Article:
Paul R. Schilf, Ph.D.

The Psalms are the prayer book of the Scriptures. They are God’s words that we can use in prayer back to Him. This is much different than the common understanding of prayer today. We often think of prayer as our spoken words and thoughts.

God’s words of prayer, found in the Psalms, are intended to be chanted or sung. We know this because of the specific instructions provided in scripture. We find the word Selah in the text of the psalms. This is a specific musical interlude or instrumental interaction between the stanzas of the Psalms. These interludes were often played on simple stringed instruments and produced several key pitches that reinforced the tone(s) the Psalm was chanted on.

Through the centuries following Christ’s death, resurrection, and ascension, various bodies of liturgical music schools argued that they each had the best and most appropriate set of pitches for the singing of the Psalms. Thus, Ambrosian, Anglican, Byzantine, and Gregorian forms of chant were developed. Today, it is most common to use Gregorian chant in our worship.

Gregorian chant is the music of the Roman Catholic Church, named after Pope Gregory I (590-604). The music lacks regular meter and measure, and is monophonic, that is, no harmony. Traditionally, these chants have been sung in alternation by a soloist and congregation or choir and congregation and are said to be responsorial or antiphonal. A Gregorian chant traditionally uses one of the eight church modes, or tone centers. These tonal centers have their roots in Grecian music and were surely audible during Paul’s journeys. Most recently these melodies on the church modes have been associated with the Psalms and more Western music for about 1,800 years and are very similar to the chant melodies Martin Luther used.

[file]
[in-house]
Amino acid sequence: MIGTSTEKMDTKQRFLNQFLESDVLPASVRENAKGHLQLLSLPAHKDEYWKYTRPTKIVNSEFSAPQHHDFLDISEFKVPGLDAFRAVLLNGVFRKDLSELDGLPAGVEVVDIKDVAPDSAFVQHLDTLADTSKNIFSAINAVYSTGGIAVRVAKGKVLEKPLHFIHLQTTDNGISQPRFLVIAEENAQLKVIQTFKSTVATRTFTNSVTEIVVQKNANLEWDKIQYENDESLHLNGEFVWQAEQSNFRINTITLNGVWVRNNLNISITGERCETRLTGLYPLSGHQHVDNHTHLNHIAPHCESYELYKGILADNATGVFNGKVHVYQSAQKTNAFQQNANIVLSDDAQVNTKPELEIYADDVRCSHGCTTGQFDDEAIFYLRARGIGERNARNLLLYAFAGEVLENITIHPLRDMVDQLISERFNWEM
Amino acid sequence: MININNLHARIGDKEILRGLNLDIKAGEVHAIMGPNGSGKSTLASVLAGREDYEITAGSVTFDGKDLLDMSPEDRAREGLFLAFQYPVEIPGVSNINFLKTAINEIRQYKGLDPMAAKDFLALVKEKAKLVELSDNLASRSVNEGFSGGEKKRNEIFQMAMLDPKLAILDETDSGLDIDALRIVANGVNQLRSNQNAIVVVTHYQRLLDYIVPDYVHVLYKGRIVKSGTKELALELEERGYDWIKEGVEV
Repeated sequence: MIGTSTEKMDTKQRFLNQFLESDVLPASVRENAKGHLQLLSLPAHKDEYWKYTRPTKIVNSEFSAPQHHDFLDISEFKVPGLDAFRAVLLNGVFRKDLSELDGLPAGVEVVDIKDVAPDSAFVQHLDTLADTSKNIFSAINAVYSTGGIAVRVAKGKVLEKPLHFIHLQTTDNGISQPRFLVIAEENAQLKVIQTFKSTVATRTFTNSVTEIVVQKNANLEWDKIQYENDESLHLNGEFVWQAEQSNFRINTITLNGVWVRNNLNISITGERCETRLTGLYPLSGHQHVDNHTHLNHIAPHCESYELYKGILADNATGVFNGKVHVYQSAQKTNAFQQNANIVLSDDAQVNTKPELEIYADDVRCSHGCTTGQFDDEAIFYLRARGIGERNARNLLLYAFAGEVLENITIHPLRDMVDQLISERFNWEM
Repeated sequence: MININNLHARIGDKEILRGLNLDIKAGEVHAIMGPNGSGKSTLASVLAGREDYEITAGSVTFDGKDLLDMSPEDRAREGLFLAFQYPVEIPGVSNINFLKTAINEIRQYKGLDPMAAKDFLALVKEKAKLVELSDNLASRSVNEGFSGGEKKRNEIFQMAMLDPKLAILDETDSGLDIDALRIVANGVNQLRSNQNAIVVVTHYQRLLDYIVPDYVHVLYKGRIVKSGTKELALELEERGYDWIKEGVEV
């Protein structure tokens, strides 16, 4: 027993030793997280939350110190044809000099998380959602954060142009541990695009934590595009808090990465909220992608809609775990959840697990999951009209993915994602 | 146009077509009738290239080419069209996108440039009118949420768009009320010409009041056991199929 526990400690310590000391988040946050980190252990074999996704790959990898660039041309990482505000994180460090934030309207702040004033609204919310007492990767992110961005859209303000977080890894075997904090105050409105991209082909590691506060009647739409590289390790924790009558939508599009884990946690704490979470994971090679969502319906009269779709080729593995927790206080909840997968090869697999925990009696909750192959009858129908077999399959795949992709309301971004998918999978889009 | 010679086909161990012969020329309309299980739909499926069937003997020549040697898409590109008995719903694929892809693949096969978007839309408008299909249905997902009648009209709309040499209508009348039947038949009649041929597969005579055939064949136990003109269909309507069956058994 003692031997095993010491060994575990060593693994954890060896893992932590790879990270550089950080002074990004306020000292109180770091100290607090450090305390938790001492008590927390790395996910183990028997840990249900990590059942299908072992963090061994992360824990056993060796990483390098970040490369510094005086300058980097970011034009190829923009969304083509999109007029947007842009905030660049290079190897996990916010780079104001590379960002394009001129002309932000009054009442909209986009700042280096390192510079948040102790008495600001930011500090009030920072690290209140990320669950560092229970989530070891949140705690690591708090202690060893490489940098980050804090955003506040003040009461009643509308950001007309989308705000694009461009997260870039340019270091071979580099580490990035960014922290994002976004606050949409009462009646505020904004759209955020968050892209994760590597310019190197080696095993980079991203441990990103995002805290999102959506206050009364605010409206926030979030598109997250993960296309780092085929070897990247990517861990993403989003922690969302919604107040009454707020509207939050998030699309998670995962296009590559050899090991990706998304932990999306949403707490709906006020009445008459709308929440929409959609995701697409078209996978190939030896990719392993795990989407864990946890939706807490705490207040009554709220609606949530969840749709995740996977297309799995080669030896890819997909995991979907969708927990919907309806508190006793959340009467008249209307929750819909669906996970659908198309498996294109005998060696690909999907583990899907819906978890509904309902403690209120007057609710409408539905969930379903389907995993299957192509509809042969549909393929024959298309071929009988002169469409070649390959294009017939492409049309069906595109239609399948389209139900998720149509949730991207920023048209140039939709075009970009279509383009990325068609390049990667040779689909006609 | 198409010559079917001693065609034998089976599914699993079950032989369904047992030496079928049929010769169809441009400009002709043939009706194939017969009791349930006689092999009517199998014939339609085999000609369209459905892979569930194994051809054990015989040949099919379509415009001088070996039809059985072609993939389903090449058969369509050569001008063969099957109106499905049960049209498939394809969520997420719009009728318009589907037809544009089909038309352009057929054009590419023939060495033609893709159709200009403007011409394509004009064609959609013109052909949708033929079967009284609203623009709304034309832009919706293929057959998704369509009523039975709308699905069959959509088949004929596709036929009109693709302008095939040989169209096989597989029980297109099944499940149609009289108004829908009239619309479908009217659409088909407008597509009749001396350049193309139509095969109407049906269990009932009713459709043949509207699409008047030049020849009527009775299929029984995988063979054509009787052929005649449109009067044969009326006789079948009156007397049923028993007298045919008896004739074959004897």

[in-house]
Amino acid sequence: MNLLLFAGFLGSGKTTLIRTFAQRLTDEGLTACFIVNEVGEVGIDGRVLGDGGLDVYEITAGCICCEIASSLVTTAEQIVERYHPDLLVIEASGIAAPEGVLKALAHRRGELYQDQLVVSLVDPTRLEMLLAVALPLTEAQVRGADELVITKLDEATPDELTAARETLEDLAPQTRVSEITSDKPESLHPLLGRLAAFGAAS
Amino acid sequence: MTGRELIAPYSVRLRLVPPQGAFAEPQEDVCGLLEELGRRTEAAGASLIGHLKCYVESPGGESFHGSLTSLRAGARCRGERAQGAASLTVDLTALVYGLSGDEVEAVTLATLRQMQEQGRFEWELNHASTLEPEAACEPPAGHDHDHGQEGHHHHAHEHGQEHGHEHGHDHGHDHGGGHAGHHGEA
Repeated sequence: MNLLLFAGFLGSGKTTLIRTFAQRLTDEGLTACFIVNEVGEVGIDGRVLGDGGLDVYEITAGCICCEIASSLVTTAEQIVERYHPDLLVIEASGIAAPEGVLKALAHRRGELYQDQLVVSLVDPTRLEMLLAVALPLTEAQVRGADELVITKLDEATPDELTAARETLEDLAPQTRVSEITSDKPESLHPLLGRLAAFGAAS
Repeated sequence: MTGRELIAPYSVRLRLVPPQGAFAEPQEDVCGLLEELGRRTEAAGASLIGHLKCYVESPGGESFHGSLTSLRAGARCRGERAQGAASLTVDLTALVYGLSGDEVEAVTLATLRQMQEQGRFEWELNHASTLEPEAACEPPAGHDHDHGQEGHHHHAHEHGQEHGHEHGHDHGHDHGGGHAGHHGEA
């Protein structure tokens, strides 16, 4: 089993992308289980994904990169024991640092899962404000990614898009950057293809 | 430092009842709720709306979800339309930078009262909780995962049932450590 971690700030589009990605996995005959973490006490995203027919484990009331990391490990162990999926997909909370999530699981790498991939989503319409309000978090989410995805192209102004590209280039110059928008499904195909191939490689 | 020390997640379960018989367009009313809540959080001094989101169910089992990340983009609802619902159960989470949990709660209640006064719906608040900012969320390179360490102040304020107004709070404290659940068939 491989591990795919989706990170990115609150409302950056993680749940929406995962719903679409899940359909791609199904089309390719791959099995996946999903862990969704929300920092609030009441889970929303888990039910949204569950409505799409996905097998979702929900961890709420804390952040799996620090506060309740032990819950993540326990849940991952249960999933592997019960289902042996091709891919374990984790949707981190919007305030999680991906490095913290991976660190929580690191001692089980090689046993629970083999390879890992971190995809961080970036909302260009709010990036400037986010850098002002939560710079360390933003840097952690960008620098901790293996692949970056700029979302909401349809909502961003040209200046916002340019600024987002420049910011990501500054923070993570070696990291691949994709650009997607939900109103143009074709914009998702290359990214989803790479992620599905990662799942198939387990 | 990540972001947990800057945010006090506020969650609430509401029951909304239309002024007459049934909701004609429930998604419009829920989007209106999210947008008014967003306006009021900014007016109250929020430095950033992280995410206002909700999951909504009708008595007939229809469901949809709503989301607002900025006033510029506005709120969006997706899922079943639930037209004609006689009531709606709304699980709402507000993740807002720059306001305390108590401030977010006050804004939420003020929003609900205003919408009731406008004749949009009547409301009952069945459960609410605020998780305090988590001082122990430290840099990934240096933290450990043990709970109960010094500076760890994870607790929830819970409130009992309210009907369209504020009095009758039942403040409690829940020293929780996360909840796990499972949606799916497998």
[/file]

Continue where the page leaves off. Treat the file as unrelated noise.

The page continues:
Chanting was and is intended to make the words more distinct and easier to hear. Through the simple monophonic music, chanting lends beauty to the divine service. It helps to set Divine Words or God’s Word of the Psalms, apart from everyday, secular words and ceremonies. The music of the church modes is deliberately simple. It is intended to carry the words, not interpret them. This is what distinguishes chants from spoken words in the Divine Service and more specifically chanting from the singing of hymns.

The Psalms are God’s words used back to Him in prayer. Dietrich Bonhoeffer once said, "Our prayers should be shaped by the richness of God's Word, not the poverty of our own hearts." Since we use God’s own words in the Psalms, we should set them apart from our everyday, secular words. There are many different ways of chanting the Psalms. They have a simple beauty and dignity to them, which draws the "prayer" into the Word of God.

Coming in November: Teaching Lutheran Music to Children

Apel, W and Daniel R.T. (Eds.) (1960). The Harvard brief dictionary of music. New York, NY: MJF Books and Creative Media.
Buszin, W.E. (1958). Luther on music. New York, NY: Lutheran Society For Worship, Music, and the Arts, by permission of G. Schirmer Inc.
Elson, A. (1937). The book of musical knowledge. New York, NY: Houghton–Mifflin Company.